The energy boom in the U.S. has many investors focused on popular shale plays in previously little-known areas like the Bakken in North Dakota. But another consequence of the high oil prices that have prevailed in the market in recent years is that relatively expensive deepwater drilling projects have become economically feasible, and that has led to greater interest in the companies that provide the equipment necessary to exploit them. For drilling companies, deepwater projects have a lot of risk, but FMC Technologies (NYSE:FTI) seeks to help its exploration and production company clients with components for processing oil and gas while it's still far below the surface of the ocean. This afternoon, FMC reported its third-quarter results, and investors were curious to see whether the company could keep profiting from interest in hard-to-reach energy finds thousands of feet underwater. Let's take a closer look at those results.
How FMC dug deep and squeezed out more profits
FMC Technologies produced somewhat mixed results from its investors' perspective. Revenue of $1.98 billion was 15% higher than year-ago levels and was also just slightly ahead of what most investors had expected, but net income of $169.8 million equated to just $0.72 per share, which was slightly lower than the $0.74 that formed the consensus prior to the release.
Still, FMC trumpeted certain aspects of its success. Even with the shortfall, earnings were 46% higher than in the year-ago period, with particular strength in both of its two key segments. Revenue growth from Subsea Technologies accelerated to 16% year-over-year, and the smaller but still essential Surface Technologies business saw an even steeper growth rate of 22%. Moreover, operating profits jumped to record levels for both segments, with operating margins for the Subsea segment soaring by nearly five full percentage points to 15.7%.
At the same time, though, FMC's future doesn't look quite as certain as it has in the past. Inbound order activity fell to $1.75 billion, with gains in the Surface Technologies segment getting crushed by an almost 40% plunge in Subsea Technologies orders. The same trend showed up in overall backlogs, with the Subsea segment leading the company down to $6.83 billion, down about 7%.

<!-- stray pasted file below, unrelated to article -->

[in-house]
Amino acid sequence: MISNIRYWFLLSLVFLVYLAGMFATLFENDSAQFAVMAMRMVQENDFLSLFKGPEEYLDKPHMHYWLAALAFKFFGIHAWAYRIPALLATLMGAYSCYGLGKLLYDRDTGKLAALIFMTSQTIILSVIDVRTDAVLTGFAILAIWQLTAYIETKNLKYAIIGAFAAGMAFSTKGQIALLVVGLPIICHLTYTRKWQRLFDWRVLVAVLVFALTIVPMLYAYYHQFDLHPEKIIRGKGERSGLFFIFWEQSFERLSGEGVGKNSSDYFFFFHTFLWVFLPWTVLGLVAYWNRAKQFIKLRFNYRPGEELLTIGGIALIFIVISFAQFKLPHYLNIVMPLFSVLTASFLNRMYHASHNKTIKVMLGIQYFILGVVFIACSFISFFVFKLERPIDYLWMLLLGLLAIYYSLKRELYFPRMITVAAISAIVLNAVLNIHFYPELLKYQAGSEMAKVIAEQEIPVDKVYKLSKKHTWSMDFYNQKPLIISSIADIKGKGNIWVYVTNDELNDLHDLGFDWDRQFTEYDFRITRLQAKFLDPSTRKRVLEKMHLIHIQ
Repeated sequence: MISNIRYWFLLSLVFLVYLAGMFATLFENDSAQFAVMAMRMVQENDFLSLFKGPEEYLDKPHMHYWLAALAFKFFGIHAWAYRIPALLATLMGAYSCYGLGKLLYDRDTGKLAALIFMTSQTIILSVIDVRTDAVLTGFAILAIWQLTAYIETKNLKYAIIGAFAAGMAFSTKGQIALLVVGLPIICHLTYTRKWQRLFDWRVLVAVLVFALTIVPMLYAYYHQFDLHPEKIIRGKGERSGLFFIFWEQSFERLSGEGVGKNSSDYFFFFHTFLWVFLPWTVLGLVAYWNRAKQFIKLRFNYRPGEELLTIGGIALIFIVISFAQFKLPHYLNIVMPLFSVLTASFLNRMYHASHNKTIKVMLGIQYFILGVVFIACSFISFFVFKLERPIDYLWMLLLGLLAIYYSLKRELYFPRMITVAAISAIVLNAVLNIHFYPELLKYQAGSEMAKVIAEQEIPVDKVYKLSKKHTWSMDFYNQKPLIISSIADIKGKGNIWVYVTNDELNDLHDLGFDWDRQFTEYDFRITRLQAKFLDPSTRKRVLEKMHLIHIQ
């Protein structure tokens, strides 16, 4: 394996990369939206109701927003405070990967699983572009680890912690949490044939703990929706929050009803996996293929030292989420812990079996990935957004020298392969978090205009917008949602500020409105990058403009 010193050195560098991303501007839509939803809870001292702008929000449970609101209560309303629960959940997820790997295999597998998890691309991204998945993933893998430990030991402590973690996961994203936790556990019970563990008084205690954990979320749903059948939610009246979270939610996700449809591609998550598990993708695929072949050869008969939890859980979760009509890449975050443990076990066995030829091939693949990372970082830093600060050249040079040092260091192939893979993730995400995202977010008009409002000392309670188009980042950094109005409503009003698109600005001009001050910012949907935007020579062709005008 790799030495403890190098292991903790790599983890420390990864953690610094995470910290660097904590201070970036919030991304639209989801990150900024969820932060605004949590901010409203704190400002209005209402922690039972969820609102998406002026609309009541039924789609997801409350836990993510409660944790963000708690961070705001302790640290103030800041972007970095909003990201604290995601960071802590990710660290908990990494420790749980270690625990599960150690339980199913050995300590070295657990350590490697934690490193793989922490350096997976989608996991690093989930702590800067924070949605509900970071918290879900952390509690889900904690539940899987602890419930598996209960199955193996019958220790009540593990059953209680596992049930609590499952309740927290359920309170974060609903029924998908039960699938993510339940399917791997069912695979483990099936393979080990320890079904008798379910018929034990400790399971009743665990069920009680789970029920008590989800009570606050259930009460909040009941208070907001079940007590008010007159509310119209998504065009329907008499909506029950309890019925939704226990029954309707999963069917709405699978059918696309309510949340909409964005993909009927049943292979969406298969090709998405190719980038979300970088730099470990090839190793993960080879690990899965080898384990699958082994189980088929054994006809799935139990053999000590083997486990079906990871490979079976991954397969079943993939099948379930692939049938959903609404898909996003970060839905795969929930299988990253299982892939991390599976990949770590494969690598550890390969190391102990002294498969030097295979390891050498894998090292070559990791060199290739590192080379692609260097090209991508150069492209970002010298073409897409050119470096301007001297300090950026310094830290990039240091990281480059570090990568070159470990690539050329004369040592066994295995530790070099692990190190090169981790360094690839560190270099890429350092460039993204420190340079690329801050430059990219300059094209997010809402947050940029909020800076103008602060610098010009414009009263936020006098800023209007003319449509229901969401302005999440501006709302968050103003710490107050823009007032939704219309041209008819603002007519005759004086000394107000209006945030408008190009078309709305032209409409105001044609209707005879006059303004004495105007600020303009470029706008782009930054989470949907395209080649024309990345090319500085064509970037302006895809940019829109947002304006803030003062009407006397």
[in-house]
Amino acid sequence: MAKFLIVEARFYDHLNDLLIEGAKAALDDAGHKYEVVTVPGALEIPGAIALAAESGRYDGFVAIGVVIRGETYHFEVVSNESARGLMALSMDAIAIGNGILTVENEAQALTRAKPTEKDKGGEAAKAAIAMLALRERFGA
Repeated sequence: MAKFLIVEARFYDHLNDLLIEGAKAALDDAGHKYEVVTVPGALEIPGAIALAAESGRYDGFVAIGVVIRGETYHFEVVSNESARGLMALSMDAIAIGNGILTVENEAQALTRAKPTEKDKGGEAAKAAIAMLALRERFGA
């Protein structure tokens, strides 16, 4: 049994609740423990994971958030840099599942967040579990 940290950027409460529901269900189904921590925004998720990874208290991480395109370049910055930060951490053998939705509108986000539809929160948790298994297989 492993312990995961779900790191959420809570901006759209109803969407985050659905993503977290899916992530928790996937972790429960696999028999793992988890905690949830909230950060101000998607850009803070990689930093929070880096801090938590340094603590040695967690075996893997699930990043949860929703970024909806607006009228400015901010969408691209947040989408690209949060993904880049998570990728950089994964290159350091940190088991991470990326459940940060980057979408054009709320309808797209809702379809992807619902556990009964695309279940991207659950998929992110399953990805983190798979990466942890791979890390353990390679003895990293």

That didn't stop CEO John Gremp from making several positive comments about FMC's strongest areas. In particular, Surface Technologies results earned praise from Gremp, as he noted how FMC "delivered record earnings on the growth of our North American fluid control business as well as continued strong performance in our international surface wellhead business." At the same time, growing contributions from the subsea segment also helped put FMC in a better position to deliver more profits going forward.
What FMC Technologies sees ahead
On a positive note, FMC Technologies boosted its guidance range for earnings per share for the full year. The company now expects to earn between $2.75 and $2.85 per share, after adjusting for one-time gains and charges earlier this year. That's a nickel higher than the range FMC had provided in the second quarter, continuing the upward momentum based on the strength in the Surface Technologies segment as well as solid views of the health of the energy market in North America.
The problem, though, is that recent price action in the oil market has reduced the economic incentives for drillers to exploit deepwater opportunities, and that could cause problems for the company moving forward. Although FMC Technologies will earn some recurring revenue from customers simply to keep existing operations adequately maintained, it can't thrive unless customers are installing new equipment to serve newly drilled areas. Moreover, competitors Cameron International (NYSE:CAM) and General Electric (NYSE:GE) are among the many companies that could seek to take advantage of the success that FMC has found, with solid reputations of their own in the energy industry that could potentially take away some business that would otherwise go to FMC.
For now, FMC Technologies remains excited about all of its prospects and especially about its land-based operations. Yet investors should keep a close eye on the oil and gas markets to make sure that fundamentals in the industry continue to support profitable operations. If exploration and production companies start to pull back on their capital spending, then FMC could be one of the first casualties. In an industry in which investors want quick results, that could be problematic for the company's stock going forward.
Dan Caplinger owns shares of General Electric Company. The Motley Fool recommends FMC Technologies. The Motley Fool owns shares of General Electric Company. Try any of our Foolish newsletter services free for 30 days. We Fools may not all hold the same opinions, but we all believe that considering a diverse range of insights makes us better investors. The Motley Fool has a disclosure policy.